The following is my latest post on Digital East Asia.
Two weeks ago Baidu, Inc. ((ADR) NASDAQ: BIDU) rolled out iTieba (in Chinese), an addition to the Tieba topic forums (think Google Groups, but much much more popular – Tieba literally means “post bar”). iTieba is a personal status page for Tieba users, a throw back to the original idea behind Twitter.
The site immediately caught the attention of the Chinese media, with many stating that Baidu has joined in the competition of microblogging platforms. Comparisons were immediately made to the Twitter clone launched by Sina Corporation ((USA) NASDAQ: SINA), as both prominently featured celebrity accounts. Sina is the master of using celebrities to push its services, as can be seen by its massively popular Sina blogs where it seems most Chinese stars from all walks of life reside (including Kaifu Lee, former head of Google Inc.’s (NASDAQ: GOOG) Chinese group). For Baidu’s iTieba, at launch it already had a number of popular celebrities such as Jet Li, and one pop artist has already amassed 1MM followers.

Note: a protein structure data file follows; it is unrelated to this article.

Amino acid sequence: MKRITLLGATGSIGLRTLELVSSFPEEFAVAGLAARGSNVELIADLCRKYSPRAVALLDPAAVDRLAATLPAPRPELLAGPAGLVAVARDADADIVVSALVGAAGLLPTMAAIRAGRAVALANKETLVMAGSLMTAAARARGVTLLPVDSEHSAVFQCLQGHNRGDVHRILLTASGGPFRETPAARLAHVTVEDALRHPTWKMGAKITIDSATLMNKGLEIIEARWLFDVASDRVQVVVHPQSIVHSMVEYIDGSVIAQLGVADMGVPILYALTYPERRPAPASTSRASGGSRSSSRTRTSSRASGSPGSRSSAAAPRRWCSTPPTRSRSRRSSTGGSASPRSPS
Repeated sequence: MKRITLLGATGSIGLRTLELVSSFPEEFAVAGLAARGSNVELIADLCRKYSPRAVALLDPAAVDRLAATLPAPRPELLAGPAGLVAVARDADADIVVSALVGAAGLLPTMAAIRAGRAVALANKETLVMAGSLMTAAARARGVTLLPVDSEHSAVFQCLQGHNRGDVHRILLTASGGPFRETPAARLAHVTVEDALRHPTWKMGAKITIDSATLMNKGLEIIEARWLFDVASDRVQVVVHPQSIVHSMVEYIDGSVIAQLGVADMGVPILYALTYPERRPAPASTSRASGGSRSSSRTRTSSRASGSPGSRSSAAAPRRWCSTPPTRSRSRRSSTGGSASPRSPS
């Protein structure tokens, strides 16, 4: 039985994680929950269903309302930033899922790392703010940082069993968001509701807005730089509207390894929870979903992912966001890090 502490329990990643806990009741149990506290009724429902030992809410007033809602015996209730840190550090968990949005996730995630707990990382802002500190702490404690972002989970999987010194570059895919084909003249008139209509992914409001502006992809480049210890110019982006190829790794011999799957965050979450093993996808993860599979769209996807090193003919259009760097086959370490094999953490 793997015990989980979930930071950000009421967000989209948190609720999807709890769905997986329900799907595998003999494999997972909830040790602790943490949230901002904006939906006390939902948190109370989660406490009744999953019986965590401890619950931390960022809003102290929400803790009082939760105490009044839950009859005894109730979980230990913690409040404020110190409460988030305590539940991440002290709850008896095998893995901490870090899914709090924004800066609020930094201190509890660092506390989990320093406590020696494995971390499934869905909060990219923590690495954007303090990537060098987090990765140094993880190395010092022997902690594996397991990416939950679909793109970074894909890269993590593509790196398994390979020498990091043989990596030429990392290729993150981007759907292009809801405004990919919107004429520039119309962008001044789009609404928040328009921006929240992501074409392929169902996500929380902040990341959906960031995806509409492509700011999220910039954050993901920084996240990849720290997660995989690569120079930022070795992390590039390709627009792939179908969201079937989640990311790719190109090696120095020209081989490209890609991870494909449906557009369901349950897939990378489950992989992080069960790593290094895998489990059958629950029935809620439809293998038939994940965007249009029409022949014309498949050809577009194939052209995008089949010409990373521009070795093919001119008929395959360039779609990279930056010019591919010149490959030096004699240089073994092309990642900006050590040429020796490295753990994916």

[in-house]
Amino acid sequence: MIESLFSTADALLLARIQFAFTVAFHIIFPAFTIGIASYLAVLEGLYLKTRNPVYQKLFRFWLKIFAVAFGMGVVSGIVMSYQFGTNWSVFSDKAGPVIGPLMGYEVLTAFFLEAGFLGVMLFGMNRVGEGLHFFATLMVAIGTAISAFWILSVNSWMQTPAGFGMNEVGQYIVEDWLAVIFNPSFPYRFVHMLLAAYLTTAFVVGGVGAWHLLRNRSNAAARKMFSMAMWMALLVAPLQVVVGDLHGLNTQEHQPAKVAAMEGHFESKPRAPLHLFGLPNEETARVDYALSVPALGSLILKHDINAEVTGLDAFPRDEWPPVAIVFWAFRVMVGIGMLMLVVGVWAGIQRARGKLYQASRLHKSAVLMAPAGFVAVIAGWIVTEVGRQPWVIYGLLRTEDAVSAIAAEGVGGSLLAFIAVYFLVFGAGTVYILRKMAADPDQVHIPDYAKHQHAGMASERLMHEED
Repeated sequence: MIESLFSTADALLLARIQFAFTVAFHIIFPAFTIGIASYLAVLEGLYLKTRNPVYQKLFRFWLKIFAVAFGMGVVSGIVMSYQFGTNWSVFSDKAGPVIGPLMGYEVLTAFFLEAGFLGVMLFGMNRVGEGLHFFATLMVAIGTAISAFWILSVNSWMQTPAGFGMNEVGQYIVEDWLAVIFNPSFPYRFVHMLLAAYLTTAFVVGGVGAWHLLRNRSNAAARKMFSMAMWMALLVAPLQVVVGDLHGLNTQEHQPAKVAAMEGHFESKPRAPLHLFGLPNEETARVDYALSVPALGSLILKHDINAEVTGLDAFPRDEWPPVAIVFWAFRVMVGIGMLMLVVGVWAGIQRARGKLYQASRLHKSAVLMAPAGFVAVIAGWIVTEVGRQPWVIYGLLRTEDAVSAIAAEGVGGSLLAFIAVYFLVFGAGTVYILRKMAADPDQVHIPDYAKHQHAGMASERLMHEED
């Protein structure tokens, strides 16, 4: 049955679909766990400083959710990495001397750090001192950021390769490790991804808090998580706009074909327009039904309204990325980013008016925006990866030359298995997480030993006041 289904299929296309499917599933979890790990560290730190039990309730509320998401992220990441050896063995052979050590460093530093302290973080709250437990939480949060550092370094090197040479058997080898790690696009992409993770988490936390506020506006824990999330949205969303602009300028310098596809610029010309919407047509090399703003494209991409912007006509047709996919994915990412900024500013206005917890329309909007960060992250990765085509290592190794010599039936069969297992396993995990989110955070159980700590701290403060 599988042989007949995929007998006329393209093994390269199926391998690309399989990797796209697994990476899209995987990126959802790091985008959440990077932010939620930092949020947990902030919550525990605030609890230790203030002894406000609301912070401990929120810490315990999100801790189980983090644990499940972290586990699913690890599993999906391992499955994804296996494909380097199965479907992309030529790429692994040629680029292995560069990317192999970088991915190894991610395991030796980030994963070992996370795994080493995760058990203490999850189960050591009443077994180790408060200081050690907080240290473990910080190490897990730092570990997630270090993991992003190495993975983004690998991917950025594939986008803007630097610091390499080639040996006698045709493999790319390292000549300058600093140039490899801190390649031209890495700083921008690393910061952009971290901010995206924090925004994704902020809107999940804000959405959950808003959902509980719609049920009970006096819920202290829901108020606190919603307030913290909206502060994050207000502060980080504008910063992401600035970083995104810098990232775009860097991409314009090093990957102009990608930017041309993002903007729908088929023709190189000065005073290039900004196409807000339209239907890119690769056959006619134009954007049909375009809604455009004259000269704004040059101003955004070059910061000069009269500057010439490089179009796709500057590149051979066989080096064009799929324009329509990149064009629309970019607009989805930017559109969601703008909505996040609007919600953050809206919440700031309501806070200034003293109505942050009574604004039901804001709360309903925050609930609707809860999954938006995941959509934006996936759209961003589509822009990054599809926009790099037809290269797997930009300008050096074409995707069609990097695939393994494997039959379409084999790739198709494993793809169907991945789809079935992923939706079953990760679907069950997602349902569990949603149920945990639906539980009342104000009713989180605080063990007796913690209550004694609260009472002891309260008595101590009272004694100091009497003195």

Interestingly, Shu Xun, the division manager of Baidu Tieba, went on the record on his Sina microblogging account to say that iTieba is not a microblogging service:
“Sina Microblog is very fun and I check it regularly. Thank you for all your interest in iTieba. iTieba is just the personal center of Tieba, and is a function of Tieba, so people who don’t use Tieba may not be used to it. According to my knowledge, Baidu has no plans for a microblogging service.”
– Shu Xun, Division Manager, Tieba
So it remains to be seen whether iTieba is a serious microblogging play from Baidu, or just a very Twitter-like new function for Tieba. Sina Microblog (which remains to be creatively named) has gained good traction in the past few months, both thanks to its celebrity strategy and the competition vacuum created when most of the leading Twitter clones in China were shut down for political reasons (the former leader, Fanfou, is still down, while Digu has returned). Microblogging is still a very new thing in China, and the potentially huge market is up for grabs, so it won’t be surprising if Baidu does want a piece of the action.